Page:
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Community property laws in California can be unforgiving

On Behalf of | Jan 5, 2017 | High Asset Divorce

The community property laws in California require family law judges to divide marital assets equally even if the couple involved have only been married for a short time or come from very different economic backgrounds. This is one of the reasons that prenuptial agreements are so popular there, and worries about the outcome of costly and public litigation may prompt affluent California couples to make every effort to reach an amicable settlement during property division negotiations.

Going to court can be especially risky for divorcing couples when significant assets are involved, and spouses with high incomes may offer to pay substantial alimony in return for concessions during property division talks. These negotiations generally focus on tangible items like real estate, jewelry and artwork, but assets like retirement plans, investment portfolios and stock options can be just as valuable and should not be overlooked.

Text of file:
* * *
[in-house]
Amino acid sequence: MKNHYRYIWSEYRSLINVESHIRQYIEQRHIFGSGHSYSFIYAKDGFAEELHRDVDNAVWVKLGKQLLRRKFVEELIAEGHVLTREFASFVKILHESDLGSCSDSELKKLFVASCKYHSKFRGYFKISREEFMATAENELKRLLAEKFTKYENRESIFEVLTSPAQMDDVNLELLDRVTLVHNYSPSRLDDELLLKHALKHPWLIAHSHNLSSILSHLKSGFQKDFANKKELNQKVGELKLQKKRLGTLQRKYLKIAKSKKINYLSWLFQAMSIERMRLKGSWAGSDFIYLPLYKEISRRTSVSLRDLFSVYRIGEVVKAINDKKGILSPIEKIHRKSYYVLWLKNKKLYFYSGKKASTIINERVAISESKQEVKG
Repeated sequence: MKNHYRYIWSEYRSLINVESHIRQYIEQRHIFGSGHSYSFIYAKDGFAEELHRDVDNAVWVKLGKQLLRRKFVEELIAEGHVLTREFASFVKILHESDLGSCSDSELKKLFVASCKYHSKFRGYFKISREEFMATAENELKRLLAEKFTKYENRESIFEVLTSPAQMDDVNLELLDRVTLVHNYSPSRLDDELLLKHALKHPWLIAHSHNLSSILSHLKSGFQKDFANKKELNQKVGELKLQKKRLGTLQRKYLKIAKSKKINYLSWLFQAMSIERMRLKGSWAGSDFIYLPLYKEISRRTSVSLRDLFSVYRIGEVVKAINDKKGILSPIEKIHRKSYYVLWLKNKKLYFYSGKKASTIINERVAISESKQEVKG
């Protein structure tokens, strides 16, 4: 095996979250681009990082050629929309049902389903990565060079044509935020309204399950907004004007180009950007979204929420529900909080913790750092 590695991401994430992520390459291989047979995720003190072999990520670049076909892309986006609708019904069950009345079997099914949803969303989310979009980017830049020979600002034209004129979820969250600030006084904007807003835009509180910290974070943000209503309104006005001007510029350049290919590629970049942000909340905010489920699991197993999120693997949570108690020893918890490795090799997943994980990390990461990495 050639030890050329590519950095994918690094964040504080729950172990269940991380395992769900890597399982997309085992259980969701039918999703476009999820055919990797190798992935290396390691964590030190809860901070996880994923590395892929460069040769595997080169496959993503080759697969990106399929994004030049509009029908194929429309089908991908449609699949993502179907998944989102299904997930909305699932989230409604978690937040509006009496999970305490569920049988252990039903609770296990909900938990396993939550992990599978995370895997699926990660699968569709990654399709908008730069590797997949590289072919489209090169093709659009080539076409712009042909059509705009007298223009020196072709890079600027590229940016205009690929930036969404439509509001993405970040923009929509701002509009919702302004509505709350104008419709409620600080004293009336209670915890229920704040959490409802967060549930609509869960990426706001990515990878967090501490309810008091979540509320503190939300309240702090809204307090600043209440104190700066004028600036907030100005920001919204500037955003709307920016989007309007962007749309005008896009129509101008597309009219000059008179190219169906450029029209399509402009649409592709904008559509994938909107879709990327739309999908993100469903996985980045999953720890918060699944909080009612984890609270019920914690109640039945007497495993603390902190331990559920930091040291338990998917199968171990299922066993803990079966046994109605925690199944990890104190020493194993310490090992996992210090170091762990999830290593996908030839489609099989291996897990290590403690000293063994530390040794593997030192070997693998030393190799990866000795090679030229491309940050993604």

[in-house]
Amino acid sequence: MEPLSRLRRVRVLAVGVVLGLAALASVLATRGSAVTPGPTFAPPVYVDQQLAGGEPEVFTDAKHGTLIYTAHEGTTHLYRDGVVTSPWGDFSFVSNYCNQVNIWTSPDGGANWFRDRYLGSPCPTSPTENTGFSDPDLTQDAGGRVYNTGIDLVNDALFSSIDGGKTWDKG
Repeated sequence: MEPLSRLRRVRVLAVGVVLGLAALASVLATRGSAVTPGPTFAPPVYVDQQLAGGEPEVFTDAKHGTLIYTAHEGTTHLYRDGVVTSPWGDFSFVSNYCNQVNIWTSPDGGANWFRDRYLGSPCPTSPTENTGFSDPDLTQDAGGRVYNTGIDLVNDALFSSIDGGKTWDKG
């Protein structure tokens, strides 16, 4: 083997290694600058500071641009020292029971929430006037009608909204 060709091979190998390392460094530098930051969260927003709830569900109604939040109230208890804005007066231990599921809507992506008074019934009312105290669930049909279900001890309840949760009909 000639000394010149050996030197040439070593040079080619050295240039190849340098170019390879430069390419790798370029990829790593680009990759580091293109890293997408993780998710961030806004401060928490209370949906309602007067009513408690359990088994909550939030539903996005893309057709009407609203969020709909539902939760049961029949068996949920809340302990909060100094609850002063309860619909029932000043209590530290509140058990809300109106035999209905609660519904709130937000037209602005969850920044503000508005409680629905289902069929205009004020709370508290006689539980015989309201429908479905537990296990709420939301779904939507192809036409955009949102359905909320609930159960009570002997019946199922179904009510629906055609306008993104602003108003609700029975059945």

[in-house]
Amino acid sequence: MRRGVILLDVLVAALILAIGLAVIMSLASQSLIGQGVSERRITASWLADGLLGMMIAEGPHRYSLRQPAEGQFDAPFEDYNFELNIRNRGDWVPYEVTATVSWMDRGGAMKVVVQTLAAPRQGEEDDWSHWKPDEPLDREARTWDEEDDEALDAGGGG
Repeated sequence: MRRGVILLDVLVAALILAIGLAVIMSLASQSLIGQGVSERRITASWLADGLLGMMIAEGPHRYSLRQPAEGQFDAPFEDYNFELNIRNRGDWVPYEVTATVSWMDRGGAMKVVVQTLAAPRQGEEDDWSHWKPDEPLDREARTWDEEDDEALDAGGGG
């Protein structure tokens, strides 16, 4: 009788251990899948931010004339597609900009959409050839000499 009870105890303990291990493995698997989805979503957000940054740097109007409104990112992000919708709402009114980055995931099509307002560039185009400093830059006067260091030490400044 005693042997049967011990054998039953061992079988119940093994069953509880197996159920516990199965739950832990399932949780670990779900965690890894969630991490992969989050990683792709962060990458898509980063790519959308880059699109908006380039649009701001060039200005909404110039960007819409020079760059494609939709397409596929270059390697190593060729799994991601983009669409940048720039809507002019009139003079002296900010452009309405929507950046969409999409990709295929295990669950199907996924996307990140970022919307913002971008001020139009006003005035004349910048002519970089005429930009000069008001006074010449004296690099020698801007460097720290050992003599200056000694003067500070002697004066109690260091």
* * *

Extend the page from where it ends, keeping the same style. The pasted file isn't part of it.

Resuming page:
The retirements of divorced women will generally last longer than those of their former husbands, and it may be prudent for them to give up marital assets that are likely to depreciate in value in return for a higher share of any joint or work-related retirement accounts. Employment-based retirement plans can be particularly thorny during divorce negotiations, and a qualified domestic relations order may be necessary to ensure that the plan administrator follows the terms of the property settlement when assigning benefits.

Experienced family law attorneys who have experience with divorces involving significant assets may urge their wealthy clients to enter into prenuptial or postnuptial agreements. These documents often include lists of assets that are considered separate property as well as establishing how marital assets should be divided in a divorce. While marital assets may be allocated as the parties involved see fit, these agreements should be essentially fair if they are to withstand legal challenge and judicial scrutiny.